By Meg Webb, Manager SARC
When you are living in poverty it is a defining part of your life every minute of every day.
It defines where you live, what and how much you can eat, what you wear, whether you are warm or cold, how you can socialise, how you are able to present yourself to the world, whether or not you can meet your children’s basic needs, and, most damaging of all, how you feel about yourself.
You don’t get a weekend break from living in poverty. You certainly don’t get any annual holidays, or even time off for good behaviour. You live it every minute, of every day.
Entering poverty can happen surprisingly easily and fast. The combination of a couple of significant life events such as a relationship breakdown, the loss of a job, and a serious health issue can be all that is standing between any one of us and poverty.
But, once there, the way out of poverty is crowded with barriers and challenges that can seem insurmountable; not least because so many of them are beyond the control of the person themselves. They are structural barriers, such as the way we design our social safety net and the support we offer those who are struggling, or the severe lack of affordable housing in our community for those on very low incomes, or the lack of employment opportunities that are available as industries change and economies wax and wane.
There is also the hidden barrier of stigma; personal and community attitudes that judge others for the circumstances in which they live. It is all too easy to fall into assumptions about ‘us’ and ‘them’. To focus on differences rather than common humanity. To believe in those negative stereotypes which ignore the personal, individual stories and circumstances which make up the lives of each of our fellow Tasmanians.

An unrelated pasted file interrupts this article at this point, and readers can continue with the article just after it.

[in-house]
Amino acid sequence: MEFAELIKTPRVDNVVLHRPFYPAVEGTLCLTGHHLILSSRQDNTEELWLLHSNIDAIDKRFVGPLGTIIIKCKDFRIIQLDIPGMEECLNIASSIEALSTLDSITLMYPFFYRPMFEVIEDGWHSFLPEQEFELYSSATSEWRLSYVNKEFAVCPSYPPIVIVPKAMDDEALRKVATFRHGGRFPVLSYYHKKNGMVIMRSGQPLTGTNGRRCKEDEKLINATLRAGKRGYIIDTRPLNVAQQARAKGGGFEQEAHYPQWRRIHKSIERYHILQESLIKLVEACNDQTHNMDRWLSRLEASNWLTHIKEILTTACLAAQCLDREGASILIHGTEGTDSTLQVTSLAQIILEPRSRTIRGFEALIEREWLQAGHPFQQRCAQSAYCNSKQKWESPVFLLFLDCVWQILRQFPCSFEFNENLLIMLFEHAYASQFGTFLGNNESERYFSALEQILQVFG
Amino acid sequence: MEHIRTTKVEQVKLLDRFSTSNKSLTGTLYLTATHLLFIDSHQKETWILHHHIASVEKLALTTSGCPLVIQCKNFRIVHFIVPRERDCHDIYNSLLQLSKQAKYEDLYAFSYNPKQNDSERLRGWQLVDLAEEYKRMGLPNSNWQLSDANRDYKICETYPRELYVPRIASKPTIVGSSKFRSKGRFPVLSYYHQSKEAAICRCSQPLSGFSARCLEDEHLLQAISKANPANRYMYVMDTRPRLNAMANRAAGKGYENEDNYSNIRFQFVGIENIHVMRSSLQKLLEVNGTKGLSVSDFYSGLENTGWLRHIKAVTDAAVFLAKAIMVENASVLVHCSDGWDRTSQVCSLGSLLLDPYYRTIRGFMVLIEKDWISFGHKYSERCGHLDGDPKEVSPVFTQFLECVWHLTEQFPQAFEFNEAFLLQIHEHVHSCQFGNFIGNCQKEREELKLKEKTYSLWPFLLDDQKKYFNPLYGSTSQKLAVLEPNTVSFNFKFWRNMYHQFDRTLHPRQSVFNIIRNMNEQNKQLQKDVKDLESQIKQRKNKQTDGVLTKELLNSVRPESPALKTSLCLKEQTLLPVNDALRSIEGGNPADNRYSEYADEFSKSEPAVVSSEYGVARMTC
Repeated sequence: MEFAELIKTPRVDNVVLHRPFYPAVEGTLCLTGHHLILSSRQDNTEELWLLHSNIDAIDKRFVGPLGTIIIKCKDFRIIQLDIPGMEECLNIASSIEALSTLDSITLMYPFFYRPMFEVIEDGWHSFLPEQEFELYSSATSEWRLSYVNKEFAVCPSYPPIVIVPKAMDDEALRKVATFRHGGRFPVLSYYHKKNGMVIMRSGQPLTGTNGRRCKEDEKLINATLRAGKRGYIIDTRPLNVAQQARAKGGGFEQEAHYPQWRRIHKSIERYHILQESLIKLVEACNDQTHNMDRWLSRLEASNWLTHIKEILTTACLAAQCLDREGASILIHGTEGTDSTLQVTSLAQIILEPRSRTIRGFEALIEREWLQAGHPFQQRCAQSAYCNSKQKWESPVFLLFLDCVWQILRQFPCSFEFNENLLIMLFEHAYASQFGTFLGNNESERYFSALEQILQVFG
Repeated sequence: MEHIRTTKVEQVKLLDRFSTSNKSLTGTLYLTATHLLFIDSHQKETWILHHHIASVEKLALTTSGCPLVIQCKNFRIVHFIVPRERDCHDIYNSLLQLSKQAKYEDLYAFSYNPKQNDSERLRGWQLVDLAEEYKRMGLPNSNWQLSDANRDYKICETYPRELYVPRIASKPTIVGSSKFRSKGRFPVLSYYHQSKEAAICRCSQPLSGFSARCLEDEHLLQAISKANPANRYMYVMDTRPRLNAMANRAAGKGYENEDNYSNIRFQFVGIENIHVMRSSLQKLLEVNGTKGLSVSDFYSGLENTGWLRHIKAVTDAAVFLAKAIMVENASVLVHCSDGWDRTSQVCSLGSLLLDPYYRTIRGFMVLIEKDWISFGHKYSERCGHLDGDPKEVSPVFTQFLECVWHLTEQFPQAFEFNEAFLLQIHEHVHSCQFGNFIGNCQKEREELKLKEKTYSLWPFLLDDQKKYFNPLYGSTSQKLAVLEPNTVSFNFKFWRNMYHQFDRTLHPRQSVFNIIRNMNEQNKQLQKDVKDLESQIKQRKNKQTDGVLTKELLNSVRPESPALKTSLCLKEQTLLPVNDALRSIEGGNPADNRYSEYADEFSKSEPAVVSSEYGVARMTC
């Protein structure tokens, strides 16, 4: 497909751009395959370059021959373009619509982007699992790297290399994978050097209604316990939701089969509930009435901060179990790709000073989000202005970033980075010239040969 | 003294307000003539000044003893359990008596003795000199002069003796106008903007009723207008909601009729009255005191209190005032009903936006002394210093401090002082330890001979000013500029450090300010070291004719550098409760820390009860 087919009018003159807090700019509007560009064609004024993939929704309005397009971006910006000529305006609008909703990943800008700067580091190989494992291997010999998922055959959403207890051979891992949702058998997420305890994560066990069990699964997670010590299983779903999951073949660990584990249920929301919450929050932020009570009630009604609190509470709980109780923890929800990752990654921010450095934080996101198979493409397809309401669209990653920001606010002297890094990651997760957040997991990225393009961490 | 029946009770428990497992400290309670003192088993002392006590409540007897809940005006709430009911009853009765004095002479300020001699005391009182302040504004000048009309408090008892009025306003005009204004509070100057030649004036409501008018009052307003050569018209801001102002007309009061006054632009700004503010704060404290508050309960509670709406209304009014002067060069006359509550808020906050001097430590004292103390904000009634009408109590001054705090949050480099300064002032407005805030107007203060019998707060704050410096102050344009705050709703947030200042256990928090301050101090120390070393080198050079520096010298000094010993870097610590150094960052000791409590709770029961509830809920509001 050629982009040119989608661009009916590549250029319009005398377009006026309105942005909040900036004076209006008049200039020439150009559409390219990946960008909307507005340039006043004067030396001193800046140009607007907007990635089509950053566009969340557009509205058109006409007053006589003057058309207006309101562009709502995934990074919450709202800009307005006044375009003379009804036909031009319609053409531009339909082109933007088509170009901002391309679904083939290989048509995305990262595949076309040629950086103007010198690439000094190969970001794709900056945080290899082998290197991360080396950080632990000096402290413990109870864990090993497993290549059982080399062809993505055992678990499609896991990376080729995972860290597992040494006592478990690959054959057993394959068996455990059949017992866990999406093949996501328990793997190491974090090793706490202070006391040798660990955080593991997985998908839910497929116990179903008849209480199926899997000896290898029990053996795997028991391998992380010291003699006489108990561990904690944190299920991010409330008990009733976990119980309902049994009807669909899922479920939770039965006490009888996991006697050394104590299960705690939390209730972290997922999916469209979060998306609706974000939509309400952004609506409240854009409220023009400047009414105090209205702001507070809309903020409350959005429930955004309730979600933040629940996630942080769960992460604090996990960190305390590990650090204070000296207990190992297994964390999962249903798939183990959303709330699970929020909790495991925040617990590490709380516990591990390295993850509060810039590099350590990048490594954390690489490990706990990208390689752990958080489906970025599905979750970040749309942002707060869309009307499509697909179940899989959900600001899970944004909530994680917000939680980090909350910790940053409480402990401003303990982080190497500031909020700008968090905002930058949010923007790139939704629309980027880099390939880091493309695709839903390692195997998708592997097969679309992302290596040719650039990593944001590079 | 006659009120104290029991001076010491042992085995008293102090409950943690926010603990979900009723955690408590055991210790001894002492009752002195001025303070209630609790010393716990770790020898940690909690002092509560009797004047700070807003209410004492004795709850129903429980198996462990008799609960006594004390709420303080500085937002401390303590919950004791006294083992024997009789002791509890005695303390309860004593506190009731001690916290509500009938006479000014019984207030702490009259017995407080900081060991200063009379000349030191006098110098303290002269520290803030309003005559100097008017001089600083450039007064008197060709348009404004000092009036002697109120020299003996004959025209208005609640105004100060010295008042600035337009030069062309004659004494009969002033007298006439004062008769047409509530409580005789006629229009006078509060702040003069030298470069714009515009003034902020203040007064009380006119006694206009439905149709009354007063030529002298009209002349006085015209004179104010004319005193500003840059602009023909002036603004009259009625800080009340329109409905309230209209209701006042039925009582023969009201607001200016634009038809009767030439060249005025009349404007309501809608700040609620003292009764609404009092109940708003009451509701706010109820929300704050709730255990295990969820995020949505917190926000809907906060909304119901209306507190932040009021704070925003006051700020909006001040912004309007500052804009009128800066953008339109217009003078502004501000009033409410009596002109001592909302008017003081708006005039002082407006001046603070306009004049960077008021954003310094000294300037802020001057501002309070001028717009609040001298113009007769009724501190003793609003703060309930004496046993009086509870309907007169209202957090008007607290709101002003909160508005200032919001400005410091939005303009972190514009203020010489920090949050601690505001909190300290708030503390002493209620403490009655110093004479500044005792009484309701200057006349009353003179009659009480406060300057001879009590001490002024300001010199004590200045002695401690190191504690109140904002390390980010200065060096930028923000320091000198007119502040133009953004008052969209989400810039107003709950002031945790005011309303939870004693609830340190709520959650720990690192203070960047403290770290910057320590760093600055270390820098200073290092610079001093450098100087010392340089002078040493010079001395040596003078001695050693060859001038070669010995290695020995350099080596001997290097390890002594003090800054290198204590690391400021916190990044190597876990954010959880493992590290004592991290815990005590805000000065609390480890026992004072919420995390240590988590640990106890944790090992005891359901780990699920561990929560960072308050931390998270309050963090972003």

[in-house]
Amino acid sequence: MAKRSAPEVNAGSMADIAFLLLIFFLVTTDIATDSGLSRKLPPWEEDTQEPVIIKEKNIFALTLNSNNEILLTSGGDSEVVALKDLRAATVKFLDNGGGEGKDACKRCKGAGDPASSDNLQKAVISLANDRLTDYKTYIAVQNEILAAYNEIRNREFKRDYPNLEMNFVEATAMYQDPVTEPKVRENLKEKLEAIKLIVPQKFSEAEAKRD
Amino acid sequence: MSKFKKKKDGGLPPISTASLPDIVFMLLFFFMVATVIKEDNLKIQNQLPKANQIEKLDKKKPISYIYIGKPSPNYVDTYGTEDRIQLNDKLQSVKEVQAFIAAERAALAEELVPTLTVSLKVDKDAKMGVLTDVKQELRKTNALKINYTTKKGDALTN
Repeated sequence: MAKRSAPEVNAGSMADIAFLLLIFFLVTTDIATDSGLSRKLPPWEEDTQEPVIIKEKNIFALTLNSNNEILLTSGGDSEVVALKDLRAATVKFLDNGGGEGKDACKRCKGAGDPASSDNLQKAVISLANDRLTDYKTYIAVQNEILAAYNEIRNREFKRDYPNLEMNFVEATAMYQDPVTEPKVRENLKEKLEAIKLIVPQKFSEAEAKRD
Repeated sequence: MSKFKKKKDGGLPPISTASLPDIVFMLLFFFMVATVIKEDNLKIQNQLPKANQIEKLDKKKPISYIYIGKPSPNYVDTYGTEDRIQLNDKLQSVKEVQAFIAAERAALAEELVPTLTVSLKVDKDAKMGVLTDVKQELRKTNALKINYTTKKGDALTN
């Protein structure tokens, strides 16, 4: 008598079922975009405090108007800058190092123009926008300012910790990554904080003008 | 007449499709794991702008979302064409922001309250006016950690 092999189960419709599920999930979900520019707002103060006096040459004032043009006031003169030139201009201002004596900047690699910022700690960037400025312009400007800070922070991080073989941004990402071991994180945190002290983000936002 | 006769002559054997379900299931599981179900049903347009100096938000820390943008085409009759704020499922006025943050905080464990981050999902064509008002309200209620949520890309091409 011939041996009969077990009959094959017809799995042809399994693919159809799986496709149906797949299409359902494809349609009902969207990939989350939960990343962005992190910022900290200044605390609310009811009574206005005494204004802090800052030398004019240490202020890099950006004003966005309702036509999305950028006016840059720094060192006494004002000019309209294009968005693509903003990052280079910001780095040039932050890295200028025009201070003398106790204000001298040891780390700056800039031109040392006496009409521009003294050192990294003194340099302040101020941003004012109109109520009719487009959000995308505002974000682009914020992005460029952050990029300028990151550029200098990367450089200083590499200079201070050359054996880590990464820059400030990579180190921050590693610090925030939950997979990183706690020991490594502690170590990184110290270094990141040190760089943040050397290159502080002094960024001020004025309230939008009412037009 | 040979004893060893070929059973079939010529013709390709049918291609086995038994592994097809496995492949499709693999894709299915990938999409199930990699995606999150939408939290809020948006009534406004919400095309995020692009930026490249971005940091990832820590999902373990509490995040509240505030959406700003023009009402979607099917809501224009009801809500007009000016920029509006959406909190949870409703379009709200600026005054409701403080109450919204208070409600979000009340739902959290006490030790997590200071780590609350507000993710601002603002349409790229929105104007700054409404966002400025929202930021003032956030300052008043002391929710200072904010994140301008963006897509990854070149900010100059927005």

In recent years, our nation’s leaders have actively encouraged us to blame the most disadvantaged for their own circumstances. Like heavy-handed parents, they have characterised people who are our neighbours, who are members of our family, who may very well be us, as deficient and in need of correction and punishment in order to deserve our support. These leaders of our nation, who should be building our community on the strength of our connectedness and shared aspiration, are instead actively dividing us. And it harms us all to be so.
Our social safety net is being torn apart. That net is the agreement we have made together as a community to contribute according to our means to ensure that everyone can be given support if and when they are in need of it. That net no longer offers safety. More and more people are falling through it, and instead of finding help to bounce back to better circumstances, they are caught and held in a poverty trap. We didn’t create one of the most generous and well-targeted social support systems in the world to have it broken apart and diminished in this way.
Across Australia, this week is Anti Poverty Week. The purpose of Anti Poverty Week is to strengthen our understanding of the causes and impact of poverty in our community. It is a perfect time to think about our own attitudes to those who are most vulnerable in our communities, and to ask ourselves whether the attitudes and actions of our leaders reflect what we want for each other.
The week aims to encourage discussion and inspire action by individuals, communities, organisations and government to help end poverty. There is no one solution or answer, no magic wand to be waved to achieve this. We know that it is only through shared effort, shared responsibility and a shared vision of a happier, healthier, more connected community that we will make progress. I invite you to join me in that effort.